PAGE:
Merck and Eisai discontinued the trial based on recommendations of an independent data monitoring committee.
Pharmaceutical companies Merck and Eisai recently announced the discontinuation of the randomized, placebo-controlled, phase 3 LEAP-003 trial (NCT03820986)evaluating the safety and efficacy of pembrolizumab combined with lenvatinib for the treatment of unresectable or metastatic melanoma in adults.1 Both companies noted that the decision to discontinue the trial is based on the recommendation from an independent data monitoring committee that determined pembrolizumab plus lenvatinib did not achieve an improvement in one of the primary dual endpoints of overall survival when compared to pembrolizumab alone.
During an earlier interim analysis, LEAP-003's other dual primary endpoint of progression-free survival demonstrated a statistically significant improvement in the pembrolizumab plus lenvatinib arm compared to the pembrolizumab plus placebo arm. Overall, the safety profile of pembrolizumab plus lenvatinib was consistent was previously reported data. Merk and Eisai will work with the investigators to share their results with the scientific community. Additionally, there is an ongoing full evaluation of the data, including pre-planned key subgroup analyses.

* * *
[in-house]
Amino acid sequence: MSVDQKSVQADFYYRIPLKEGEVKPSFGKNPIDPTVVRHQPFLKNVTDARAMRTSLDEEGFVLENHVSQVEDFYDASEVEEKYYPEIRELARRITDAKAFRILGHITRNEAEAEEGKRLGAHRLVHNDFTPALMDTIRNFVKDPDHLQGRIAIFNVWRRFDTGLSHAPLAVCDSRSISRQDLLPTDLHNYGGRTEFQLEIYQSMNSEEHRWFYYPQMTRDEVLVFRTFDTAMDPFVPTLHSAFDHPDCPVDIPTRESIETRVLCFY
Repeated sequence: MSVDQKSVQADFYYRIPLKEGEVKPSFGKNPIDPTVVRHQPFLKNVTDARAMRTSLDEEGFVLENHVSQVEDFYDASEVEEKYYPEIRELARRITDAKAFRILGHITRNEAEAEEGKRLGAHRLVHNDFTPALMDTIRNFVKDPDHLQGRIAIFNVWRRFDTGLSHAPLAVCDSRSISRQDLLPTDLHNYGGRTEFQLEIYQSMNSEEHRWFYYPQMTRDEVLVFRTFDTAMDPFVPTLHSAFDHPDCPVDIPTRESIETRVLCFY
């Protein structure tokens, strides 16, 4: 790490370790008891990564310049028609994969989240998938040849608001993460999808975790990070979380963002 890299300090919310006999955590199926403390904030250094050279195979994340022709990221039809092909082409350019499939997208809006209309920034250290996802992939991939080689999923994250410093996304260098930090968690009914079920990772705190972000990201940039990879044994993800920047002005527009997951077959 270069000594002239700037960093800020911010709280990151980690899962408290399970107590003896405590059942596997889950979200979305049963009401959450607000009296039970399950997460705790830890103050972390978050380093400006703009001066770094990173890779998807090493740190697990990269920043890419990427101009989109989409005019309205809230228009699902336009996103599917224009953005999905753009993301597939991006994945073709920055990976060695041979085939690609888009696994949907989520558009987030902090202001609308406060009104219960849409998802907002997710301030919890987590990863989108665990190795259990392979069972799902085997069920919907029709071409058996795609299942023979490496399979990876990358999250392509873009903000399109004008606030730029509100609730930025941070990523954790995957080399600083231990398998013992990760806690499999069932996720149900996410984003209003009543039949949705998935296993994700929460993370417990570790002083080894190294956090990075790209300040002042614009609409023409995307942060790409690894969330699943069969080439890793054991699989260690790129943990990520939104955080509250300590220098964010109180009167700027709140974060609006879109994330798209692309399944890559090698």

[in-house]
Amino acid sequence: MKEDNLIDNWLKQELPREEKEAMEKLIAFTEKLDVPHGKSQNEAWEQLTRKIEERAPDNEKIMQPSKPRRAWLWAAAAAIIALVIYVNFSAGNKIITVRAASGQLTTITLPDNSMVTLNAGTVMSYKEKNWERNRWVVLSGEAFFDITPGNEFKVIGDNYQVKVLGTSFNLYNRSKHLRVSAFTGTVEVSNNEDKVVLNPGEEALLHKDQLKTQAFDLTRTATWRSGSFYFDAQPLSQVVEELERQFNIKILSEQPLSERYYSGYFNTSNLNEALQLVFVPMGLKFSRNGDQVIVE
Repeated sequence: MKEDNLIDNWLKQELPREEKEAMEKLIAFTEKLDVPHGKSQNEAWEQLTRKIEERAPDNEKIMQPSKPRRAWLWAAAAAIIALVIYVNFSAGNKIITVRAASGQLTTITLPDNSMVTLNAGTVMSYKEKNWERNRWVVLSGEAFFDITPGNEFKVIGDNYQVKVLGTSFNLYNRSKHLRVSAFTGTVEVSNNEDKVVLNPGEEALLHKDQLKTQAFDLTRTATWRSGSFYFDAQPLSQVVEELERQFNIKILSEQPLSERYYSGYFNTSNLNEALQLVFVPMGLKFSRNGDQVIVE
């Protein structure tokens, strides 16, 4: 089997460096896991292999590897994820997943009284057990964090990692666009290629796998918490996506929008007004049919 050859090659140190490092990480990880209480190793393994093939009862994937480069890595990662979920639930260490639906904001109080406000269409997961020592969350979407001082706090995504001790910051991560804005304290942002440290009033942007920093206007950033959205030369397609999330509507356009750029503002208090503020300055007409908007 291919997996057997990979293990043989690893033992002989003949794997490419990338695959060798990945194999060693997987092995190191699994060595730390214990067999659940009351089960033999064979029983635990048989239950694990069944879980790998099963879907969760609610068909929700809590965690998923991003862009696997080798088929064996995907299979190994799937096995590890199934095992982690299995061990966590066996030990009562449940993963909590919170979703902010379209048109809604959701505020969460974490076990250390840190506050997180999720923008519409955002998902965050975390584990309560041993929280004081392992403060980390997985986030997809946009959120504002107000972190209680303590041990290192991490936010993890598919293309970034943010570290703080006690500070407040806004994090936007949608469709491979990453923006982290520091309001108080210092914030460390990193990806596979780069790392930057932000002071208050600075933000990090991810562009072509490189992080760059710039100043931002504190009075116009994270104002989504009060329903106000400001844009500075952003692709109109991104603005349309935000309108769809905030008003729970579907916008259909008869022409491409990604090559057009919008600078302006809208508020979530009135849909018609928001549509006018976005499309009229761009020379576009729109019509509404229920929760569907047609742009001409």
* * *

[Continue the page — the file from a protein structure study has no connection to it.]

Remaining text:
Key secondary endpoints include objective response rate and duration of response. The study enrolled 674 patients who were randomized 1:1 to receive:
Pembrolizumab was administered for up to 35 cycles (approximately 2 years) or until protocol-specified discontinuation criteria were met. After completing 2 years of combination therapy, lenvatinib may have been administered as a single agent until protocol-specified discontinuation criteria were met.
Last week, the phase 2 KEYNOTE-695 trial (NCT03132675) evaluating the efficacy of the combination of interleukin 12 encoding plasmid tavokinogene telseplasmid (TAVO-EP; OncoSecMedical) plus intravenous pembrolizumab did not reach its primary endpoints. Study participants had to be diagnosed with unresectable or metastatic melanoma, stage III/IV, who were progressing on either pembrolizumab or nivolumab (Opdivo). Patients in the trial had confirmed disease progression after at least 12 weeks of exposure to immediate prior anti-PD-1 antibody therapy.